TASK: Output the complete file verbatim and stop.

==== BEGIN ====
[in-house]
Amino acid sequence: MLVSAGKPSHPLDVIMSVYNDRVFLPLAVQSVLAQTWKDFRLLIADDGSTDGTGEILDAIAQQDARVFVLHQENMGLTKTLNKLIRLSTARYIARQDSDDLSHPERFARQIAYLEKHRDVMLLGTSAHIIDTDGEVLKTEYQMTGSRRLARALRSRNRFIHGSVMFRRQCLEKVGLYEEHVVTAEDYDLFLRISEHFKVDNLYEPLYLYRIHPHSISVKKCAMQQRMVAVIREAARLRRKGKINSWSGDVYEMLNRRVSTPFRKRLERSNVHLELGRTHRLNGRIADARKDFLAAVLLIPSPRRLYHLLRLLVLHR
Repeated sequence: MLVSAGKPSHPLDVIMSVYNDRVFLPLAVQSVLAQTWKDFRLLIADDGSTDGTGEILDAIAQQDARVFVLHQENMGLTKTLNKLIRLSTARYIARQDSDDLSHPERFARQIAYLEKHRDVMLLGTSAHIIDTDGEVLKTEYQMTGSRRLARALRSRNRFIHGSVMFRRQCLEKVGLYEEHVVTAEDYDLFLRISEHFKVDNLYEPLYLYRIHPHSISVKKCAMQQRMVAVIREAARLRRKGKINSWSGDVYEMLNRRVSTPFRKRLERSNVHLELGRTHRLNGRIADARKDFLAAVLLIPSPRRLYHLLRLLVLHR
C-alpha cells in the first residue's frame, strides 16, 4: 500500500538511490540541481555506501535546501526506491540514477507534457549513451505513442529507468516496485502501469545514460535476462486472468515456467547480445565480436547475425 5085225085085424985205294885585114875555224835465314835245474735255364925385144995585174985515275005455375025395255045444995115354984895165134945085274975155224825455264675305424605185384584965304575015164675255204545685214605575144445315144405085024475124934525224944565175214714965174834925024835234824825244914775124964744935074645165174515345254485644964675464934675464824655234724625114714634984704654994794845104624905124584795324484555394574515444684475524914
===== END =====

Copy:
[in-house]
Amino acid sequence: MLVSAGKPSHPLDVIMSVYNDRVFLPLAVQSVLAQTWKDFRLLIADDGSTDGTGEILDAIAQQDARVFVLHQENMGLTKTLNKLIRLSTARYIARQDSDDLSHPERFARQIAYLEKHRDVMLLGTSAHIIDTDGEVLKTEYQMTGSRRLARALRSRNRFIHGSVMFRRQCLEKVGLYEEHVVTAEDYDLFLRISEHFKVDNLYEPLYLYRIHPHSISVKKCAMQQRMVAVIREAARLRRKGKINSWSGDVYEMLNRRVSTPFRKRLERSNVHLELGRTHRLNGRIADARKDFLAAVLLIPSPRRLYHLLRLLVLHR
Repeated sequence: MLVSAGKPSHPLDVIMSVYNDRVFLPLAVQSVLAQTWKDFRLLIADDGSTDGTGEILDAIAQQDARVFVLHQENMGLTKTLNKLIRLSTARYIARQDSDDLSHPERFARQIAYLEKHRDVMLLGTSAHIIDTDGEVLKTEYQMTGSRRLARALRSRNRFIHGSVMFRRQCLEKVGLYEEHVVTAEDYDLFLRISEHFKVDNLYEPLYLYRIHPHSISVKKCAMQQRMVAVIREAARLRRKGKINSWSGDVYEMLNRRVSTPFRKRLERSNVHLELGRTHRLNGRIADARKDFLAAVLLIPSPRRLYHLLRLLVLHR
C-alpha cells in the first residue's frame, strides 16, 4: 500500500538511490540541481555506501535546501526506491540514477507534457549513451505513442529507468516496485502501469545514460535476462486472468515456467547480445565480436547475425 5085225085085424985205294885585114875555224835465314835245474735255364925385144995585174985515275005455375025395255045444995115354984895165134945085274975155224825455264675305424605185384584965304575015164675255204545685214605575144445315144405085024475124934525224944565175214714965174834925024835234824825244914775124964744935074645165174515345254485644964675464934675464824655234724625114714634984704654994794845104624905124584795324484555394574515444684475524914